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Oxford Botanic Garden

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Lyra & Will

Long-time readers who are aware of my obsession with the His Dark Materials series will not be surprised to find out that visiting this bench in the Oxford Botanic Garden was the highlight of my summer.

poppies

The garden is absolutely beautiful; small but impeccably tended. If I lived anywhere in the vicinity I’m sure I would frequently visit it for an edifying stroll, and maybe to sit and write. As well as the literary bench, the garden is home to what we were told was Tolkien’s favourite tree, a giant pine.

filipendula

The garden has several beds of “scientific” plants, like this one. You may know salicylic acid as the active ingredient in many skincare products, but what I love most about this plant is its genus name. Filipendula (or in its less uncommon English usage, filipendulous) means “hanging by a thread”, which is a word I have long been trying to get into a conversation/story/novel. :)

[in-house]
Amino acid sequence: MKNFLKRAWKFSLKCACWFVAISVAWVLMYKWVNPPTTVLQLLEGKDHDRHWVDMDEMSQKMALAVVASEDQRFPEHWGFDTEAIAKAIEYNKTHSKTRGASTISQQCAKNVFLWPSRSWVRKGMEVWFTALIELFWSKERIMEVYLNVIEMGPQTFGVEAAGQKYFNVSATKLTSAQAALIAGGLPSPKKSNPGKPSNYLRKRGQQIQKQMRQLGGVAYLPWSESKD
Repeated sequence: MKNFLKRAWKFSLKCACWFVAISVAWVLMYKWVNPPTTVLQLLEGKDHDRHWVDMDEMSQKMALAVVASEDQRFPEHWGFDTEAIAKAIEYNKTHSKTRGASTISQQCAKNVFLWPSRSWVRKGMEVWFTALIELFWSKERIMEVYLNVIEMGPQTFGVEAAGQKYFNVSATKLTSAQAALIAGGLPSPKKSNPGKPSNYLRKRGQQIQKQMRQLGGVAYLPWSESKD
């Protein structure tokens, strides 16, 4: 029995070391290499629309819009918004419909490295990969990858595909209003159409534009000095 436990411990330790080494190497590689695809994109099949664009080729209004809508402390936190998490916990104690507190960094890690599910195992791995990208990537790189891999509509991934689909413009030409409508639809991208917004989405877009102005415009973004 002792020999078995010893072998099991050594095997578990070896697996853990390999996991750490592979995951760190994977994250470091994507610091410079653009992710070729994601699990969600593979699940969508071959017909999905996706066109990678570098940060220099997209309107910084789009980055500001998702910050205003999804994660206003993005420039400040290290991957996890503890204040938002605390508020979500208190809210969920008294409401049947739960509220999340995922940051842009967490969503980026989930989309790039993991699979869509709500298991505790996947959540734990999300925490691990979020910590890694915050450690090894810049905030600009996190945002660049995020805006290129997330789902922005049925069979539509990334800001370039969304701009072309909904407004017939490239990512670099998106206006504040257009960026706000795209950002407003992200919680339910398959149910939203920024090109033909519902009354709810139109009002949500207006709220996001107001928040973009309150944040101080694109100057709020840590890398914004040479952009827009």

rosa

A rambler (Rosa Wichuraiana) which smelt delicious.

euphorbia

Euphorbia Stygiana, a relative of the poinsettia, my Aunt tells me.

nymphaea

Nymphaea Escarboucle, a nymph carbuncle waterlily.

And a couple of Oxford photo opportunities: the Radcliffe Camera and the Bridge of Sighs.

radcliffe camera
bridge of sighs

I didn’t see the amazing Victoria Regia, and I don’t know whether the jade vine was in bloom when I visited, but here is an interesting video, with a sneaky dig at Cambridge at the end.

And finally, if you’re seeking some accompaniment to your knitting this week, may I recommend Zuleika Dobson or An Oxford Love Story by Max Beerbohm, available on Librivox? I haven’t read it since I was an undergraduate myself, but I remember it had me hooting with laughter. Let me know if you listen & enjoy it.

15th July, 2012  // Travel // tags: , , .

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